Food! Horslyx especially are a good distraction. Sometimes if we have a nervous pony, bringing their friend along for moral support helps.
Where did your love of horses come from?
I’ve always loved horses but I used to be allergic to them! Luckily, my allergies weren’t so bad when I reached my teens so the first chance I got, I started riding and spending time on yards. I then came to The Horse Trust and haven’t looked back since.
Do any Horse Trust residents hold a special place in your heart?
I’d say there’s a solid three that hold a special place in my heart… Domino is one; he arrived very, very weak and poorly, and was just a tiny foal, at a suspected 4-6 months old. When it was the middle of winter Katie and I stayed close to him overnight whilst he slept in his stable… it was -3 degrees and safe to say it was very cold! We wrapped Domino in duvets to keep him warm and, thankfully, he made it through the night. It’s so amazing to see him fighting fit and healthy today.
Another one of mine has to be Walter. He’s such a dude! We worked very closely in the past and we have a very special bond. He used to very scared of the vet clinic… it took us two years before he could begin to feel safe in the environment but you should see him today… he trots straight in and we struggle to get him to leave! He loves the vibes in there now.
Of course last but not least I adore Casper. He’s been here for such a long time and I worked with him when I was a groom.
What’s something that isn’t so fun about your job?
Something that never gets easy is losing the residents. Unfortunately, as a retirement home that’s something we have to see and working as Veterinary Assistant, it’s something that I sadly tend to experience quite closely.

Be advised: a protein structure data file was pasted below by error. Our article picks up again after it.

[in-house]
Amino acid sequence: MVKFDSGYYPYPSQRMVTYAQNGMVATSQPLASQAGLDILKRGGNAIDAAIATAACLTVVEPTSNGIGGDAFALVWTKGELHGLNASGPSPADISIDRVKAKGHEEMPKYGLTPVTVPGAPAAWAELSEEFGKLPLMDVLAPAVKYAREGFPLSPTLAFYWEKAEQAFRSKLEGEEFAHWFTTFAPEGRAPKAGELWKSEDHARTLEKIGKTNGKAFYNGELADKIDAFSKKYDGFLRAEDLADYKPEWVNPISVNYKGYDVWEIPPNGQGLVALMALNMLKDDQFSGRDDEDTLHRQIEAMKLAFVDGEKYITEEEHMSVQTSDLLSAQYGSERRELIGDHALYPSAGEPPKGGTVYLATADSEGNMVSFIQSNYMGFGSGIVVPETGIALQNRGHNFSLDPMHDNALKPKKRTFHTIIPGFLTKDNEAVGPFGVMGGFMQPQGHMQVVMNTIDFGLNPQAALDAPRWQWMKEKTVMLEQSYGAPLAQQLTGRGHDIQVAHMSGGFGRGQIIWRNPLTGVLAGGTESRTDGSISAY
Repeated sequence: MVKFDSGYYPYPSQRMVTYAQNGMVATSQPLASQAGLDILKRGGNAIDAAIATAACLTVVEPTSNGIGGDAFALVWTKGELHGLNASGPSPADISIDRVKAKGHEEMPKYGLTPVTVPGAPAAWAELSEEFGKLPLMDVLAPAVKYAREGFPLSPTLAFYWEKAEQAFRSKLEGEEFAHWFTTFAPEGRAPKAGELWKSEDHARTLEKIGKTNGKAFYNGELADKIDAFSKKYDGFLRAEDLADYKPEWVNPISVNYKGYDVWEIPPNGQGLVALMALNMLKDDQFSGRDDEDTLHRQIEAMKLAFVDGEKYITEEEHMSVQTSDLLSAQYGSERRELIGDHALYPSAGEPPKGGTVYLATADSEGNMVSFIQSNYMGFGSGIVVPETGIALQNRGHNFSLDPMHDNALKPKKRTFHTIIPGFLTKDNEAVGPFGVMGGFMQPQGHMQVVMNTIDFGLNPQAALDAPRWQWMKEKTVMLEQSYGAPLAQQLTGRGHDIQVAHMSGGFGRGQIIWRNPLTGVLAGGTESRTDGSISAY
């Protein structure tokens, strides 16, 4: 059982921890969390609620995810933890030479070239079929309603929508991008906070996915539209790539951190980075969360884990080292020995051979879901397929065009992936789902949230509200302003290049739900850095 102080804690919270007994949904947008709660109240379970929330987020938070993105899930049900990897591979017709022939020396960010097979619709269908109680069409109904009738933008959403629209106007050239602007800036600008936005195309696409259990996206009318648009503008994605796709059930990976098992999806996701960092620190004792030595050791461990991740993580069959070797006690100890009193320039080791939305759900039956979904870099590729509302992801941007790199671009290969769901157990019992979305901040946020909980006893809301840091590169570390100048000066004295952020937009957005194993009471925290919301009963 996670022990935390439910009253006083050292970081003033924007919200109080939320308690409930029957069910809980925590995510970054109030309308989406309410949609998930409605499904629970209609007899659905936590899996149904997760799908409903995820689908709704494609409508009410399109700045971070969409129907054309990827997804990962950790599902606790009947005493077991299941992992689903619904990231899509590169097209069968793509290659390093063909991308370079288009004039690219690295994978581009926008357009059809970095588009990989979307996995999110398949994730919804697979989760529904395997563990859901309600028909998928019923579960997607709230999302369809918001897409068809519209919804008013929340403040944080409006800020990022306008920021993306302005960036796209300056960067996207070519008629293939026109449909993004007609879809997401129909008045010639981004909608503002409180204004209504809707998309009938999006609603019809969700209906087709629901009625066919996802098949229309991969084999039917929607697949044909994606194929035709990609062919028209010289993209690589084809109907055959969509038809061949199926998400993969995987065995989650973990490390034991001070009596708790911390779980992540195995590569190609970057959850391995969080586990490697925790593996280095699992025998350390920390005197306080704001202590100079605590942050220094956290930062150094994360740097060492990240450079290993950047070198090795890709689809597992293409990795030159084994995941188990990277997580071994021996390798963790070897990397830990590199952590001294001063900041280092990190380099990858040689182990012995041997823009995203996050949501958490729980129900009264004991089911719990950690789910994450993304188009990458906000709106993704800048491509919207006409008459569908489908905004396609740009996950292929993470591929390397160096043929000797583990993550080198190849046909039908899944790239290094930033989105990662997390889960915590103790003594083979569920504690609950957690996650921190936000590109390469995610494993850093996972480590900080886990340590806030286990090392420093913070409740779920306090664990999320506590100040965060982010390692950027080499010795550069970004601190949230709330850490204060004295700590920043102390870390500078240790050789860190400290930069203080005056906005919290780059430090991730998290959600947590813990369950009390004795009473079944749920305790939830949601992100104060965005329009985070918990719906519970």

What’s the favourite part of your job?
I think it is being able to help the horses whether that’s getting better from injury or illness, or helping them behaviour-wise to make the experience better for them. It’s lovely being able to make a difference. Also seeing the amount of dedication from the whole team. Everyone works hard in their own way to make sure the horses here are as happy as possible.
Thank you, Claire
We’d like to say a huge thank you for everything Claire does day in and day out for the horses at our sanctuary. Her dedication isn’t just bound to her working hours, but exists alongside her own life.
After our chat, we went to turn out little Casper the friendly ghost whilst Claire gave him a pep talk. He’d chomped on too much grass the night before, bless him, and made himself a little poorly. Claire planned to check on him in the field that evening and politely asked him if he could stand closer to the gate this time, as it’s less than ideal for her to go wading through the muddy terrain in her pyjamas at 10pm!
We’d better leave her to it, as Casper isn’t going to check on himself!
Your kind support enables us to provide the veterinary treatment our beloved residents need, ensuring their healthy and happy retirement, respite and recovery. To find out how you can support us, head to the link below.